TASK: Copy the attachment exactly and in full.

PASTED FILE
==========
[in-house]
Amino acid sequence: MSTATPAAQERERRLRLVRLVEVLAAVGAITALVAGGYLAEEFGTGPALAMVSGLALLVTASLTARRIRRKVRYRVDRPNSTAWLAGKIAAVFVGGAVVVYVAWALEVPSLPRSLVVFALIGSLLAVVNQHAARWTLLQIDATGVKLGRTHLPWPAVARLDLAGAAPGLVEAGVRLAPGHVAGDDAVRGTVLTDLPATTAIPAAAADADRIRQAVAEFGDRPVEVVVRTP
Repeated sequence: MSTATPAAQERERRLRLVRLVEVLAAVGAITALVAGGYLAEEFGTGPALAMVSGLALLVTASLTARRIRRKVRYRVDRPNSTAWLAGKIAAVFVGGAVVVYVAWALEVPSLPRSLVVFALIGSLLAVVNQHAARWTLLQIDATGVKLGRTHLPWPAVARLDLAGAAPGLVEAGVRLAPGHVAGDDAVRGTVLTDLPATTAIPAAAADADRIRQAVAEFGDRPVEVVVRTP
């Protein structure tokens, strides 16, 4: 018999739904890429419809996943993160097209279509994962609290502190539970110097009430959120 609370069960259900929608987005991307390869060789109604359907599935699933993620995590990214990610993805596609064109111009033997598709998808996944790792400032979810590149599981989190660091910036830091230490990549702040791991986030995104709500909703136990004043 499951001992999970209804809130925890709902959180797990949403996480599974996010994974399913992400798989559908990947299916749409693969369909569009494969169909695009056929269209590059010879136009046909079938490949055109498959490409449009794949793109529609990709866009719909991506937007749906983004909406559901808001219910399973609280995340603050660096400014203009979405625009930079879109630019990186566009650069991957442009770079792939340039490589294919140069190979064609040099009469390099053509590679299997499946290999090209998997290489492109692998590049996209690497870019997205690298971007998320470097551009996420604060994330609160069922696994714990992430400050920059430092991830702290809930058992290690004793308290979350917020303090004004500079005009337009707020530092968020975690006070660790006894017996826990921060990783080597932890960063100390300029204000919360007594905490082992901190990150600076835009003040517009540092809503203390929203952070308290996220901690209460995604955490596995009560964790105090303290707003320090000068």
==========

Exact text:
[in-house]
Amino acid sequence: MSTATPAAQERERRLRLVRLVEVLAAVGAITALVAGGYLAEEFGTGPALAMVSGLALLVTASLTARRIRRKVRYRVDRPNSTAWLAGKIAAVFVGGAVVVYVAWALEVPSLPRSLVVFALIGSLLAVVNQHAARWTLLQIDATGVKLGRTHLPWPAVARLDLAGAAPGLVEAGVRLAPGHVAGDDAVRGTVLTDLPATTAIPAAAADADRIRQAVAEFGDRPVEVVVRTP
Repeated sequence: MSTATPAAQERERRLRLVRLVEVLAAVGAITALVAGGYLAEEFGTGPALAMVSGLALLVTASLTARRIRRKVRYRVDRPNSTAWLAGKIAAVFVGGAVVVYVAWALEVPSLPRSLVVFALIGSLLAVVNQHAARWTLLQIDATGVKLGRTHLPWPAVARLDLAGAAPGLVEAGVRLAPGHVAGDDAVRGTVLTDLPATTAIPAAAADADRIRQAVAEFGDRPVEVVVRTP
């Protein structure tokens, strides 16, 4: 018999739904890429419809996943993160097209279509994962609290502190539970110097009430959120 609370069960259900929608987005991307390869060789109604359907599935699933993620995590990214990610993805596609064109111009033997598709998808996944790792400032979810590149599981989190660091910036830091230490990549702040791991986030995104709500909703136990004043 499951001992999970209804809130925890709902959180797990949403996480599974996010994974399913992400798989559908990947299916749409693969369909569009494969169909695009056929269209590059010879136009046909079938490949055109498959490409449009794949793109529609990709866009719909991506937007749906983004909406559901808001219910399973609280995340603050660096400014203009979405625009930079879109630019990186566009650069991957442009770079792939340039490589294919140069190979064609040099009469390099053509590679299997499946290999090209998997290489492109692998590049996209690497870019997205690298971007998320470097551009996420604060994330609160069922696994714990992430400050920059430092991830702290809930058992290690004793308290979350917020303090004004500079005009337009707020530092968020975690006070660790006894017996826990921060990783080597932890960063100390300029204000919360007594905490082992901190990150600076835009003040517009540092809503203390929203952070308290996220901690209460995604955490596995009560964790105090303290707003320090000068």